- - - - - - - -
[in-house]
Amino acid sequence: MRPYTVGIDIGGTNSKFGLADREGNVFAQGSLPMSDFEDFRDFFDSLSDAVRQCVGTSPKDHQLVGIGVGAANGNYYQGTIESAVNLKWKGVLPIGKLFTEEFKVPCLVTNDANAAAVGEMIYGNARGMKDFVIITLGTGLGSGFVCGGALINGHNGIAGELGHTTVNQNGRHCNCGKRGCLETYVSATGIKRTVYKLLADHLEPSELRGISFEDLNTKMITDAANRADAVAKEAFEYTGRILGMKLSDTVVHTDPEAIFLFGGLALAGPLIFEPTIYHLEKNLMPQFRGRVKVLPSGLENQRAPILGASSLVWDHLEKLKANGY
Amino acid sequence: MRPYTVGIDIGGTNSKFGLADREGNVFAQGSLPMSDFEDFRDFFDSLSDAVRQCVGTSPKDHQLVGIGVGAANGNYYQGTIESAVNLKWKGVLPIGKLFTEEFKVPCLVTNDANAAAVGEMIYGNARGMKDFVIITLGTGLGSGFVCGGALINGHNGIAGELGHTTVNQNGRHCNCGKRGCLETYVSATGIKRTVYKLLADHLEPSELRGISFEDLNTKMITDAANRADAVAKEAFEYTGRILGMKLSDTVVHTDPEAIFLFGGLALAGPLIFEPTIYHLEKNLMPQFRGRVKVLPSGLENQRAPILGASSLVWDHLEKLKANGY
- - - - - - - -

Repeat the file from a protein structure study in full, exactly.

[in-house]
Amino acid sequence: MRPYTVGIDIGGTNSKFGLADREGNVFAQGSLPMSDFEDFRDFFDSLSDAVRQCVGTSPKDHQLVGIGVGAANGNYYQGTIESAVNLKWKGVLPIGKLFTEEFKVPCLVTNDANAAAVGEMIYGNARGMKDFVIITLGTGLGSGFVCGGALINGHNGIAGELGHTTVNQNGRHCNCGKRGCLETYVSATGIKRTVYKLLADHLEPSELRGISFEDLNTKMITDAANRADAVAKEAFEYTGRILGMKLSDTVVHTDPEAIFLFGGLALAGPLIFEPTIYHLEKNLMPQFRGRVKVLPSGLENQRAPILGASSLVWDHLEKLKANGY
Amino acid sequence: MRPYTVGIDIGGTNSKFGLADREGNVFAQGSLPMSDFEDFRDFFDSLSDAVRQCVGTSPKDHQLVGIGVGAANGNYYQGTIESAVNLKWKGVLPIGKLFTEEFKVPCLVTNDANAAAVGEMIYGNARGMKDFVIITLGTGLGSGFVCGGALINGHNGIAGELGHTTVNQNGRHCNCGKRGCLETYVSATGIKRTVYKLLADHLEPSELRGISFEDLNTKMITDAANRADAVAKEAFEYTGRILGMKLSDTVVHTDPEAIFLFGGLALAGPLIFEPTIYHLEKNLMPQFRGRVKVLPSGLENQRAPILGASSLVWDHLEKLKANGY